From 1998 to 2016 THPC contributed over US$465 million to the Lao government's finances through dividends, royalties, taxes and equity return. From 1998-2002 the company was the country's chef earner of foreign exchange and revenues during these years were of great importance in helping Laos weather the Asian financial crisis.
• Community investment
THPC has also augmented its contributions to local communities during the extension phase. As well as improving living conditions for over 6,000 people in resettlement villages through better housing, health and social care, water and sanitation, the project also increases the options available to people for their future through enhanced education, communications and trade and power infrastructure. The same is true in the downstream area where new housing and facilities are being extended to 23 villages at the request of the communities. Cash compensation, village credit systems and livelihoods programmes that offer technical advice, tools and inputs are also included in resettlement and relocation packages. Meanwhile construction or extension and renovation of six irrigation schemes has boosted the area's agricultural potential.
During the construction periods THPC provided valuable income and training opportunities to thousands of Lao workers. At its peak, the Expansion Project employed over 2,500 people, about 65% of whom were Lao, with the majority coming from the two host provinces. Wages paid to these workers provides significant direct local economic benefits.
THPC continues to offer quality employment opportunities during the operational life of the plant, training Lao staff in a diverse array of skills including engineering, health and social work, agricultural extension, administration and environmental engineering. Around 99% of THPC staff are Lao nationals.
• National power delivery
Although 95% of THPC's power is exported to Thailand (greatly contributing to the efficiency of the Thai national grid), the electricity sold to EDL has great significance to Laos. Over the first fifteen years of the project, THPC electricity has helped transform the economy in Bolikhamxay and Khammouane, enabling small and medium businesses to flourish, where few could do before, and bringing electrification to thousands of people who were previously in the dark every evening. The 60-MW Nam Gnouang power station built by the Expansion Project supplies electricity exclusively to EDL and is connected to a new regional substation and transmission line system. This enables improved supply to Bolikhamxay and Khammouane, significantly improving the reliability of supply to the two provinces, allowing expansion of generating connections in the main towns, and supporting rural electrification.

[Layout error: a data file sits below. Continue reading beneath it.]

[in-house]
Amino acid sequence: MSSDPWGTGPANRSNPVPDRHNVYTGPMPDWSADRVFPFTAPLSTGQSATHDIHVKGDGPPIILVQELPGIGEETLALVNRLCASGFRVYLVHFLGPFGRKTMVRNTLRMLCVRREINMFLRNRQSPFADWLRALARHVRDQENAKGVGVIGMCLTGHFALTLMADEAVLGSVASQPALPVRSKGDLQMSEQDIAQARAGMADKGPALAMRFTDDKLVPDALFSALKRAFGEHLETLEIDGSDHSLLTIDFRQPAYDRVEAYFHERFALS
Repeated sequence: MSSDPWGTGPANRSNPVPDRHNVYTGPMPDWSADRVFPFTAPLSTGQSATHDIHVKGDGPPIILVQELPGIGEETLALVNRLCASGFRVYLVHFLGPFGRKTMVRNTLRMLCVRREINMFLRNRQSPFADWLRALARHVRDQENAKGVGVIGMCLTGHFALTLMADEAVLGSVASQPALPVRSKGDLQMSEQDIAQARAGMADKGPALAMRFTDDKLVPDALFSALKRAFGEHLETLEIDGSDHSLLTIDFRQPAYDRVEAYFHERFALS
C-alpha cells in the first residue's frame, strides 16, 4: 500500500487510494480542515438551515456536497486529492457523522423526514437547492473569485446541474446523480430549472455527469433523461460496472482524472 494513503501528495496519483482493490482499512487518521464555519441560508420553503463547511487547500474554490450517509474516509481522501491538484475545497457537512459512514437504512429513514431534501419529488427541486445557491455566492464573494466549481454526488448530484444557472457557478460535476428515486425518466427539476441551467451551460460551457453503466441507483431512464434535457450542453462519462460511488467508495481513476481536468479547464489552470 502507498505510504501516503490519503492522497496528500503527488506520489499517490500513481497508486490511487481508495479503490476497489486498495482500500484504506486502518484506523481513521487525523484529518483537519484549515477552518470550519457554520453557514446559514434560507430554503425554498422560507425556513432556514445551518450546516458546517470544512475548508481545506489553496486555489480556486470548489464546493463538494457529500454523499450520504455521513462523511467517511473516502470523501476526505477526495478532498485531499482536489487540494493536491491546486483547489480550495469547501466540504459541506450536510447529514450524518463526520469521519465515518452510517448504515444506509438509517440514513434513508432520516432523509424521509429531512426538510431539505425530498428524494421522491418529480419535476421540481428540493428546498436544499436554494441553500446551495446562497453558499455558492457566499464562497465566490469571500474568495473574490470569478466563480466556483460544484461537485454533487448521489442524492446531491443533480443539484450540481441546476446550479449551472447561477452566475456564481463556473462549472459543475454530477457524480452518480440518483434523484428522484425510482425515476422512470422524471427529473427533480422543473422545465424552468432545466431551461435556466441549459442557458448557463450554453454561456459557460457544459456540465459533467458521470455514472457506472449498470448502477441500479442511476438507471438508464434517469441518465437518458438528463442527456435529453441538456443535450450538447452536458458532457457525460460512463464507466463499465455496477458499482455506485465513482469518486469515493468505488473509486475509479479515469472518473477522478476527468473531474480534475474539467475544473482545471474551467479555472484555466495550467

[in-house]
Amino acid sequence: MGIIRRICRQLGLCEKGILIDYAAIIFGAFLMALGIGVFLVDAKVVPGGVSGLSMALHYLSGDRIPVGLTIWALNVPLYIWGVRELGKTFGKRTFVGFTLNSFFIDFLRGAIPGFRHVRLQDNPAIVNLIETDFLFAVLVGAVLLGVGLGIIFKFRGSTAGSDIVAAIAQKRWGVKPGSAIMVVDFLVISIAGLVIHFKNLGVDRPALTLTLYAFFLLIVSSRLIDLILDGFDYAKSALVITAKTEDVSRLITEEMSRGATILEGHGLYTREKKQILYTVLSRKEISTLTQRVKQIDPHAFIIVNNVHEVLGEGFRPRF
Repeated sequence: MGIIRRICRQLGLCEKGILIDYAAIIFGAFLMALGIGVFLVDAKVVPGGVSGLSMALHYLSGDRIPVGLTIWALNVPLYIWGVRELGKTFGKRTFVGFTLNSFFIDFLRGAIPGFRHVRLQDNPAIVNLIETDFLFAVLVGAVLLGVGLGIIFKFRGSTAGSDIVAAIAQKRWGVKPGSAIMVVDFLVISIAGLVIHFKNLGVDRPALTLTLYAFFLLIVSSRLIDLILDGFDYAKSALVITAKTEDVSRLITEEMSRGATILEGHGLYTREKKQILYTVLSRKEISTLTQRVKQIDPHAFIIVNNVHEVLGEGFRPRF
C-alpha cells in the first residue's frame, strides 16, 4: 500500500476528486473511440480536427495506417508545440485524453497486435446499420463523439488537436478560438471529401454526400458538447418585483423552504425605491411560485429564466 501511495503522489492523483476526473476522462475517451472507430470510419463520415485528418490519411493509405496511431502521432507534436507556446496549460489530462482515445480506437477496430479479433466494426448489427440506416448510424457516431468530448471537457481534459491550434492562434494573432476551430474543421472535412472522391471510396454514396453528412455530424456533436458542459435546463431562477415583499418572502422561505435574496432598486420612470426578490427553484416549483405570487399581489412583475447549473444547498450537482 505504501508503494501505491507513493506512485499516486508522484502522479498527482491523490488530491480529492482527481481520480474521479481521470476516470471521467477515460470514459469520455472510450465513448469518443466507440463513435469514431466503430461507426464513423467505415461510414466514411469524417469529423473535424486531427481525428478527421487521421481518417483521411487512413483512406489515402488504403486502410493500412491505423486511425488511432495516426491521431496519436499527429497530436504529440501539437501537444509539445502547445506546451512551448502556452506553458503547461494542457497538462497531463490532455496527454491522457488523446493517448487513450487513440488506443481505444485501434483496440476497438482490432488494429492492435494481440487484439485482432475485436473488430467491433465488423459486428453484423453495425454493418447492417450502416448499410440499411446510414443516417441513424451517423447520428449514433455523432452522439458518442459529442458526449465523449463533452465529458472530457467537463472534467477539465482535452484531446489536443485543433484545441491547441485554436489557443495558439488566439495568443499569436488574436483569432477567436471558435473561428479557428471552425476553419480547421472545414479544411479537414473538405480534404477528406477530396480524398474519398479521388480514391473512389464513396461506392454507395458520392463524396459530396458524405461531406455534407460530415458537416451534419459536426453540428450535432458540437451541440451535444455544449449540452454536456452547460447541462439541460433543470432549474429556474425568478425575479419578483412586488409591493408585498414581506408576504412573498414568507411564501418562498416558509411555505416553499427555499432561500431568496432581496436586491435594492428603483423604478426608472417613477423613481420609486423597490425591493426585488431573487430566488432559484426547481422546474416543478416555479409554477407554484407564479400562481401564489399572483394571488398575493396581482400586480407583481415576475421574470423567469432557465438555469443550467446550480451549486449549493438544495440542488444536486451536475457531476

Both Theun-Hinboun projects have contributed major improvements to road networks in the area, providing upgrades to National Roads 8 and 1D, and replacing ferry crossings with international-standard bridges that allow year-round road access. In addition, all-weather roads to and around resettlement and relocation villages enable many local people to reach markets and public services for the first time.
• Environmental Protection
THPC works with local and central authorities to protect the watershed around the project rivers, and also encourages and educates local people to respect wildlife and the environment. A Catchment Biodiversity Development and Protection Plan is being implemented together with wildlife conservation groups and national authorities. The plan has created a provincial protected area around the Nam Gnouang reservoir and is regenerating degraded forests and old upland agricultural areas in the catchment. The company has installed a water treatment system and a solid waste disposal facility in Kheunkham, the first examples of such services in the area. These facilities are used both by the company and the local villages and administration.
• Renewable Energy
Hydropower has various economic and environmental advantages over other currently vialble generating technologies.
• UXO Clearance
Large parts of Laos are still littered with lethal unexploded ordnance (UXO), mainly left from the Indochina war of the 1960-70s. The area around the Theun-Hinboun project has high concentrations of bombs and anti-personnel devices, posing a severe threat to people dependent on the land for a living. THPC has cleared over 136 hectares of land of UXO as well as conducting spot removal of discovered devices and community education on the dangers of ordnance.